The struggle for love in commercial Bollywood cinema has evolved from generation to generation, with one theme continually reinforced: conventional happiness. We’ve been raised to think that success is more than one degree on the wall, that marriage completes a woman (pause for laughter), that love is between a man and a woman, and that mental health is an “excuse.” These are just some of the South Asian stigmas that hold us back from discovering who we really are. Director Shelly Chopra Dhar challenges the definition of love and happiness in her debut film “Ek Ladki Ko Dekha Toh Aisa Laga.”
The film tells the story of a young Punjabi girl whose traditional family is quick to marry her off to a young man while she harbors a secret: She’s in love with another woman. I had the opportunity to speak with Shelly Chopra Dhar about her film and how the boxes we’ve forced ourselves to tick on the checklist to happiness ultimately only hurt us.
How did you get into storytelling and filmmaking?
Shelly Chopra Dhar: I got into directing because I started helping him [Vidhu Vinod Chopra — Shelly’s brother and a very prominent Bollywood producer] on his feature ‘Broken Horses’ many years ago. I started on the administrative side in the beginning, but when the project was on hiatus, I went back to Michigan. By then, my kids had just started middle school and suddenly I had found myself with so much time in the day that I decided to learn about films. I joined film school in Michigan and did my due diligence like anybody else. Even though I was the oldest student in my class, I felt very encouraged by my school and state.
Did age ever feel like an issue?
Shelly Chopra Dhar: People used to ask me ‘Well, how do you feel being the oldest person in this class? Do you feel out of place?’ I’d answer that I don’t, but if anyone has a problem, then it’s their problem. Why should people feel intimidated by age when it truly is just a number? It only matters how you feel.
Did you know I have a problem with mirrors? I went on a hike one time, a 10-day trek, and for those 10 days that I was in the mountains, you of course don’t have a phone and of course don’t have a mirror, and I actually didn’t see myself for 10 whole days. I cannot even tell you the type of freedom I felt. When you don’t see yourself and when you’re not passing around a bloody mirror all the time, you’re not worried about how you look. It’s only about how you’re feeling.
As Shelly told me this story, I couldn’t help but retrace my steps just moments before hopping on the phone with her. I was passing a glass door and admittedly checked myself out before answering her call… Yikes, she may be onto something here.
Shelly Chopra Dhar: We just need to start worrying about how we feel and stop worrying about how we look. So that’s the camp I belong in. I focus on what I feel and I do what I feel like.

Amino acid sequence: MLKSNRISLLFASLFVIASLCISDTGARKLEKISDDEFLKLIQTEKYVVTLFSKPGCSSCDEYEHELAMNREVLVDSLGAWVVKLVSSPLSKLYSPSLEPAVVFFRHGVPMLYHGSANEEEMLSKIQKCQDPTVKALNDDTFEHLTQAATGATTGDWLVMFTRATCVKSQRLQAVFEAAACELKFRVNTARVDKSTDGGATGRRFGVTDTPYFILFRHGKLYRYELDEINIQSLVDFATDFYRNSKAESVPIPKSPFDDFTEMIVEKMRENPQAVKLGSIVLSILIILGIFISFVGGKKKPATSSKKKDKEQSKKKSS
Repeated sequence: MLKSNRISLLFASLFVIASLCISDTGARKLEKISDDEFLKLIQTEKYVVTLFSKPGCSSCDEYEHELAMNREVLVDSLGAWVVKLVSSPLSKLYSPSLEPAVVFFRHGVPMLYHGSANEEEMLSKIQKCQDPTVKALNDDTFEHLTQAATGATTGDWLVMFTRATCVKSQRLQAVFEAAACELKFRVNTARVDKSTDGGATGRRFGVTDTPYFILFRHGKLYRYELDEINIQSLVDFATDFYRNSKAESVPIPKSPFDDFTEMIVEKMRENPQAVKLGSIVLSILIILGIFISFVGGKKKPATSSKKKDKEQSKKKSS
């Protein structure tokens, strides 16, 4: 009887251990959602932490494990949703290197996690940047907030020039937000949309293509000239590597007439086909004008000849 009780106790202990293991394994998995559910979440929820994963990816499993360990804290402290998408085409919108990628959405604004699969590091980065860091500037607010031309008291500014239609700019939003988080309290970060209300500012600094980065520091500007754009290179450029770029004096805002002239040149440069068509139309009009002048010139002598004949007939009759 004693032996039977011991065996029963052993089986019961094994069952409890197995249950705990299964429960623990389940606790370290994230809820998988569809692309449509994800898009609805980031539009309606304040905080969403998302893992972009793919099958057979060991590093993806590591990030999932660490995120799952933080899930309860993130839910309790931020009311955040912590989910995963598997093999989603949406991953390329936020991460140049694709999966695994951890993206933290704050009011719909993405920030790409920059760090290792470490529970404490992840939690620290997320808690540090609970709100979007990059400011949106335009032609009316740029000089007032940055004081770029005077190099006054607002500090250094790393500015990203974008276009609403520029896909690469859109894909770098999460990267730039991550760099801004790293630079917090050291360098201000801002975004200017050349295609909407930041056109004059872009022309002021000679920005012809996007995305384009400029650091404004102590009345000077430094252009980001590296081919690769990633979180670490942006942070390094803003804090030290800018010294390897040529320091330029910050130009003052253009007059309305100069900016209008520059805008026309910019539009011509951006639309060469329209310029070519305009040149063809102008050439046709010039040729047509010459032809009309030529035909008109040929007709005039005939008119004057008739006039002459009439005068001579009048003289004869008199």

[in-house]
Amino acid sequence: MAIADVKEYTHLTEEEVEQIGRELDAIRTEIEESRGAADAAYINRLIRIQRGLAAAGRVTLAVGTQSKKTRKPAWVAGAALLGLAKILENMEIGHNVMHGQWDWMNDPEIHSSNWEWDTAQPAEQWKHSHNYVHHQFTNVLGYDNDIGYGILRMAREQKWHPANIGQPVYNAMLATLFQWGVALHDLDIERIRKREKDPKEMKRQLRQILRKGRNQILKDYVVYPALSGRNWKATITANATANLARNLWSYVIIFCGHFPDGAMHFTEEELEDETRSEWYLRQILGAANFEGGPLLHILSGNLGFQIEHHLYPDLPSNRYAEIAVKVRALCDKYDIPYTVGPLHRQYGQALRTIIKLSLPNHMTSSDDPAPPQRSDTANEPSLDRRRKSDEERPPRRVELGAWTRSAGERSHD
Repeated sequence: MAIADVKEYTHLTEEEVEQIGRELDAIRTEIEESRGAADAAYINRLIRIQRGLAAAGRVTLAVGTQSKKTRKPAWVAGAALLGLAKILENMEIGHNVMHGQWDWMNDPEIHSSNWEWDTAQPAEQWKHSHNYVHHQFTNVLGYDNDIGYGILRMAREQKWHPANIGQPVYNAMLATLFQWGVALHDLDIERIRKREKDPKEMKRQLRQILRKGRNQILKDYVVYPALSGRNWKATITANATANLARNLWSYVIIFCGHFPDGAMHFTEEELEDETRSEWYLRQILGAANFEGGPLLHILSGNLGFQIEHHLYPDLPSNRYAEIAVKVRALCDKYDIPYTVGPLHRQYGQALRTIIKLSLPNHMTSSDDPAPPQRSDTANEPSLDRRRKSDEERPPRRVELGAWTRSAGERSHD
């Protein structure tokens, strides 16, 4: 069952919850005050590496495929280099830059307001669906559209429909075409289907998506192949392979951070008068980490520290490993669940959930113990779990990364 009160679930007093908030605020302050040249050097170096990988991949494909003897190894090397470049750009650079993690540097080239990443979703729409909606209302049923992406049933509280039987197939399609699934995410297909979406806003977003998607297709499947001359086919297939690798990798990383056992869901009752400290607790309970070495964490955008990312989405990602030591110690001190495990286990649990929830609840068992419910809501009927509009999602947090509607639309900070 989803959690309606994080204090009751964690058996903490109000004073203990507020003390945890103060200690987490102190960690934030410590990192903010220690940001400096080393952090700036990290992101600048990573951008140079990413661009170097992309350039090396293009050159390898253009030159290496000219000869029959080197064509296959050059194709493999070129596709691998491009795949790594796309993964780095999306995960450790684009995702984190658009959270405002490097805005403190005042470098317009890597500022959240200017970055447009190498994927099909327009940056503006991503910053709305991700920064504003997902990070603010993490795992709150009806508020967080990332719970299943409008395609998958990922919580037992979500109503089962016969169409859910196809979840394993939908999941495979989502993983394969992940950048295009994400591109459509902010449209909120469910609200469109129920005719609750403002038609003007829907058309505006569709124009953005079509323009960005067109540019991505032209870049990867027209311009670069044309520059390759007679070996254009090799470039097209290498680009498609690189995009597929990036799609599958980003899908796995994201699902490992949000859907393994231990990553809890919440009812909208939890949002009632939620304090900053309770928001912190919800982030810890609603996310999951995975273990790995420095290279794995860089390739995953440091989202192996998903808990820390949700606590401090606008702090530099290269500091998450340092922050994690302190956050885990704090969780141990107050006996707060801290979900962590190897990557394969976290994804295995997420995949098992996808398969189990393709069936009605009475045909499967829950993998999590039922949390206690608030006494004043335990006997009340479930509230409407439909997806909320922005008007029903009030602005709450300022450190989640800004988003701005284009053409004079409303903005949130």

Why did you choose to tell this particular story?
Shelly Chopra Dhar: I wanted people to change their perspective. I wanted to write a story about breaking paradigms; not just one paradigm, MULTIPLE paradigms. This film is not just about same sex love. It’s also about a 60-year-old man following his dream of becoming a chef in a culture where cooking is considered emasculating. It’s about a 50-year-old woman who put her dreams of being an actress on pause but is now trying again.
As the director, and one of the voices in telling this story, how will you know that you’ve accomplished what you set out to do?
Shelly Chopra Dhar: First of all, critics are giving it good reviews so far and because these are gurus of cinema, this definitely validates.
Second, I’m touching lives. There was a girl who told me that she had not spoken to her mother in three years, and that she asked her mother to do her a favor and watch the film. And while I hope the film will change her mother’s perspective, regardless, the existence of the film is putting them back in touch with each other. These are the kids who are using this film to come out to their parents.
These are the things that I find so gratifying. That I’m able to HELP people. In my mind, if I can even help a handful of people around the world, then I have won; all the people who have contributed to this film have won.
Is there one piece of advice you’d like to give girls who struggle to find their voice, or acceptance in their homes and lives?
Shelly Chopra Dhar: I would tell them two things: First, there is no substitute for hard work. And second, you need to have true belief in whatever it is that you want to achieve. You have to think through it carefully and find your passion. You can never be intimidated by what other people will say. And family is very important and we need to get them to a place where they understand even if it takes a long time.
[Read Related: ‘Ek Ladki Ko Dekha Toh Aisa Laga’ Review: A Commendable First Step for LGBTQ Films in Bollywood]
We at Brown Girl Magazine hope “Ek Ladki Ko Dekha Toh Aisa Laga” expands the definition of love and companionship. We hope “Ek Ladki Ko Dekha Toh Aisa Laga” reminds many South Asian societies that family should be built on unconditional acceptance. We hope “Ek Ladki Ko Dekha Toh Aisa Laga” helps those who are struggling with accepting their own truth and any loved ones in their lives that struggle with this truth because we cannot expect society to accept what we ourselves cannot.